One of the ringleaders of Plus Token is now facing criminal charges in China. Plus Token is one of the largest apparent scams in the cryptocurrency industry’s history. According to local media, Zhou will face public prosecutors in the Court of Jianhu County, Yancheng City, Jiangsu Province.
As the local government only supplied Zhou’s family name, at press time we can’t confirm exactly which Zhou this refers to. Zhou reportedly publicized and promoted the PlusToken wallet App, a so-called cryptocurrency financial management application, through Wechat and other avenues over the internet. By registering four different accounts with SIM cards in the wallet, he allegedly lured more than 1.9 million people into the pyramid scam.
According to local authorities, the PlusToken wallet disguises itself as a cryptocurrency financial management app but allows criminals to recruit members by promising high returns based on the number of other investors they can pull in. Local police said that they received reports from the public regarding the scam as early as last year, explaining:
“In the name of providing a cryptocurrency appreciation service, the platform falsely claims that it has the function of mining cryptos, and requires members to pay certain value of cryptocurrencies such as Bitcoin, Ethereum, EOS, etc., so as to obtain high static income.”
New Ransomware Attack Method
A new study warns of a new ransomware attack method that runs a virtual machine on target computers in order to infect them with the ransomware. This may play the attack beyond the reach of the computer’s local antivirus software. According to the UK-based cybersecurity firm Sophos, the Ragnar Locker attack is quite selective when choosing its victims. Ragnar’s targets tend to be companies rather than individual users.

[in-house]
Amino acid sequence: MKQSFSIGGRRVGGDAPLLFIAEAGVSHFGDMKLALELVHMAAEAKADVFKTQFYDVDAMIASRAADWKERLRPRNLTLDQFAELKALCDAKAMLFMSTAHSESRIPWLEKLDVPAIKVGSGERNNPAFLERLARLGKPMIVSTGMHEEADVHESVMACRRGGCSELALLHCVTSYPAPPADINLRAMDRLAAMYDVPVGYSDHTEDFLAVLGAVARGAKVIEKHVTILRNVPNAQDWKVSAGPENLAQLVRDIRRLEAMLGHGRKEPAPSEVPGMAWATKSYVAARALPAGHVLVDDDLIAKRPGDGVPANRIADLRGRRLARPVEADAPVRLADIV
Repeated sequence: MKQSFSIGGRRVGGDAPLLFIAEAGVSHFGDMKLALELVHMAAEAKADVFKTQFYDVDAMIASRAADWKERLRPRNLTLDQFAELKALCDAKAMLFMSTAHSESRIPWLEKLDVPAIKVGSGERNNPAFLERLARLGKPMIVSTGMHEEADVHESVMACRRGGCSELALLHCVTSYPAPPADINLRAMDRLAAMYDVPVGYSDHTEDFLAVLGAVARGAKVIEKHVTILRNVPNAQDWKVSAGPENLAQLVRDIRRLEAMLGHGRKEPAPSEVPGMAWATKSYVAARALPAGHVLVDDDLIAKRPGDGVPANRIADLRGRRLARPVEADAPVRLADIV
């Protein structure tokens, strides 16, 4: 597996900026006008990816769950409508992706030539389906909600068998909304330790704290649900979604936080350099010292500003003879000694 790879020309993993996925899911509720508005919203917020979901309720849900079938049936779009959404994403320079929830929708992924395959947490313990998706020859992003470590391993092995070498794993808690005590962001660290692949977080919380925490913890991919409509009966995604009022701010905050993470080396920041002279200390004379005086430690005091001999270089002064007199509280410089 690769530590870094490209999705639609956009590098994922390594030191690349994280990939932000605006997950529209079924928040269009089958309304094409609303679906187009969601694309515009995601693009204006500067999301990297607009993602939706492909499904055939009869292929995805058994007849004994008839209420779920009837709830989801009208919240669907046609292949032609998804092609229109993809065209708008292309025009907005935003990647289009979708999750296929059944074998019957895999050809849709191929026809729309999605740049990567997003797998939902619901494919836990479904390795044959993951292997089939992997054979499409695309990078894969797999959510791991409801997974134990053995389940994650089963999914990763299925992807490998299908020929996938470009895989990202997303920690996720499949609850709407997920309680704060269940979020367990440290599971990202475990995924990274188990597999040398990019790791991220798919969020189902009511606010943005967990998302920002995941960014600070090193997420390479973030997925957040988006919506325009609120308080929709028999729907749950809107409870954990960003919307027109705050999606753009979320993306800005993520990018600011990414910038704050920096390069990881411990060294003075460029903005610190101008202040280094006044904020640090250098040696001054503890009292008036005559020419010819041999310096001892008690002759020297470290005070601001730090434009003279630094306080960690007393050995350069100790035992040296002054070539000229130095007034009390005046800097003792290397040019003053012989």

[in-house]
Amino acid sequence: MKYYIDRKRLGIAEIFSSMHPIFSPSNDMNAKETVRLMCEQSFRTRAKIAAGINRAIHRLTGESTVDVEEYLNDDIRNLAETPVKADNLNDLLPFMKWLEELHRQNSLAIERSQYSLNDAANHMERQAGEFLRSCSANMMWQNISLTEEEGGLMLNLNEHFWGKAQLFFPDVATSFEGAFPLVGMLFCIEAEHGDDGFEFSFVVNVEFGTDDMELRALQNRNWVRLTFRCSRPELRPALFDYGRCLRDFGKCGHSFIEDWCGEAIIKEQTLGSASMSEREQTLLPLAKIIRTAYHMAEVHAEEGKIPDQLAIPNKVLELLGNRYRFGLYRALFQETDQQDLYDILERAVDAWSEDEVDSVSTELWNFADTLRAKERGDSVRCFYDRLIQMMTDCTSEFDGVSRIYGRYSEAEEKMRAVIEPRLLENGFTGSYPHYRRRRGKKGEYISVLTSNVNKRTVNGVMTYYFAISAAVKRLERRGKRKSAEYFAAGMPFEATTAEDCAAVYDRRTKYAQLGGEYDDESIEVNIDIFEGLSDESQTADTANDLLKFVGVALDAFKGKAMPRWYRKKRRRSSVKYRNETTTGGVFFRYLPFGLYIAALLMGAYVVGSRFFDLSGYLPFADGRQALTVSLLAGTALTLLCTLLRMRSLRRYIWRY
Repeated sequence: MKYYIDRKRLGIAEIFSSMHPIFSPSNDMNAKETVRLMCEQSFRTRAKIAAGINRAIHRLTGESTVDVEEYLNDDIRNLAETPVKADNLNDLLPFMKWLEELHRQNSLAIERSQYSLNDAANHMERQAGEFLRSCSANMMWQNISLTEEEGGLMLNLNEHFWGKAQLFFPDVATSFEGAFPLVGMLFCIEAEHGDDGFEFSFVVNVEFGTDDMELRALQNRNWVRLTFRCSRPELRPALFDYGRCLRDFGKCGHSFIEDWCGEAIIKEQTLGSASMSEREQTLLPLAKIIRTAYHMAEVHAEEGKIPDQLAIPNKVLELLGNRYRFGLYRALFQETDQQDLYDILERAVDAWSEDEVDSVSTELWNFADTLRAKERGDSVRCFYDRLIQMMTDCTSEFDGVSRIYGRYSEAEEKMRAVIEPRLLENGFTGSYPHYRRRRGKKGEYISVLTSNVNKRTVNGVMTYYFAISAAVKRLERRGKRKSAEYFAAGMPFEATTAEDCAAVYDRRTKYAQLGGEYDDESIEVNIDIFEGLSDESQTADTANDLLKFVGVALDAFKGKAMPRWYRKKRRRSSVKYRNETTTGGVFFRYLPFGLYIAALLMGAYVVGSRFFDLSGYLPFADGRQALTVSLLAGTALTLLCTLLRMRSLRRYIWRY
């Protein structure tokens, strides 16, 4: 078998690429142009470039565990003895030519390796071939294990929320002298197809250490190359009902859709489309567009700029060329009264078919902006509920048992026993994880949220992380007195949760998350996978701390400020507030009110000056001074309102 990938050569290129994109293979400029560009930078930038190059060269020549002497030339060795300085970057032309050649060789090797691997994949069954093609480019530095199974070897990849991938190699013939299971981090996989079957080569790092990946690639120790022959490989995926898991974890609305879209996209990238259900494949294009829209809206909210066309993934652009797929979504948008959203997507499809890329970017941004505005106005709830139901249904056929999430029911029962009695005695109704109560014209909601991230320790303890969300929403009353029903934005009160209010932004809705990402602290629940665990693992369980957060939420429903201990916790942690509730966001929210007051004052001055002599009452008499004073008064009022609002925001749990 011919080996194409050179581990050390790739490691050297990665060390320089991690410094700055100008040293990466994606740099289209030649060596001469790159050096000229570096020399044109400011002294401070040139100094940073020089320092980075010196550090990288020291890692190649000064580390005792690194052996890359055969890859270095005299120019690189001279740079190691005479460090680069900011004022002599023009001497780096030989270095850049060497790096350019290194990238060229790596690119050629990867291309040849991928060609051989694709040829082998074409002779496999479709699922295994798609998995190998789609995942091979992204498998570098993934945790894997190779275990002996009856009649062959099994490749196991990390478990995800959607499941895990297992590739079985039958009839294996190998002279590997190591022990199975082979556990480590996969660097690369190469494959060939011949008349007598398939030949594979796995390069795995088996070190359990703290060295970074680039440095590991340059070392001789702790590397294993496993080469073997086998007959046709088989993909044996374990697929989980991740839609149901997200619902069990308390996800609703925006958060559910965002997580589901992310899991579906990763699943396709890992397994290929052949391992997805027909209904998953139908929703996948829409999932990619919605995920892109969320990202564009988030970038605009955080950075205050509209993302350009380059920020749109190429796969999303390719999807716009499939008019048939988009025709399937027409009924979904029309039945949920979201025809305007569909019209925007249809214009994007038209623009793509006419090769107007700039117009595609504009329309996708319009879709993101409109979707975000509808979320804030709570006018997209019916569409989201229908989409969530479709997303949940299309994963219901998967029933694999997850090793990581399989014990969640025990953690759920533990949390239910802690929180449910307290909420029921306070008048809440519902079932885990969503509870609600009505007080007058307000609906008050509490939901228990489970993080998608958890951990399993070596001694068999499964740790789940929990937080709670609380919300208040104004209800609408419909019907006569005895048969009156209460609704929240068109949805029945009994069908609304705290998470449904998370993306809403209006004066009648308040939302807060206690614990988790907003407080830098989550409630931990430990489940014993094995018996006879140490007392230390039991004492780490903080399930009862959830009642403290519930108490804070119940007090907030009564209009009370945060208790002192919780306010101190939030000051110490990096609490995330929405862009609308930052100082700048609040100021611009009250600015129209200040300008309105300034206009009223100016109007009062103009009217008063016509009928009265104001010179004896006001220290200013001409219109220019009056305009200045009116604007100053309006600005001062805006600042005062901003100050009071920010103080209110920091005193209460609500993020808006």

Ragnar Locker asks victims for large amounts of money to decrypt their files. It also threatens to release sensitive data if users do not pay the ransom. Sophos gave the example of the network of Energias de Portugal, who stole ten terabytes of sensitive data, demanding payment of 1,850 Bitcoin (BTC) in order not to filter the data. 1,850 BTC is worth roughly $11 million as of press time. The modus operandi of ransomware is to take advantage of vulnerabilities in the Windows remote desktop app, where they obtain administrator-level access to the computer. With the necessary permissions granted, attackers configure the virtual machine to interact with the files. They then proceed to boot up the virtual machine, running a stripped-down version of Windows XP called “Micro XP v0.82.”
Brett Callow, threat analyst at malware lab Emsisoft, provided more details on Ragnar Locker:
“The operators have recently been observed to launch the ransomware from within a virtual machine to avoid detection by security products. Like other ransomware groups, Ragnar Locker steals data and uses the threat of its release as additional leverage to extort payment. Should the company not pay, the stolen data is published on the group’s Tor site.”
Callow claims that the tactics deployed by ransomware groups are becoming ever more “insidious and extreme”, considering that the ransomware gangs behind Ragnar Locker now threaten to sell the data to the victim’s competitors or use it to attack their customers and business partners. The threat specialist from Emsisoft adds the following:
“Companies in this situation have no good options available to them. Even if the ransom is paid, they simply have a pinky-promise made by a bad faith actor that the stolen data will be deleted and not misused.”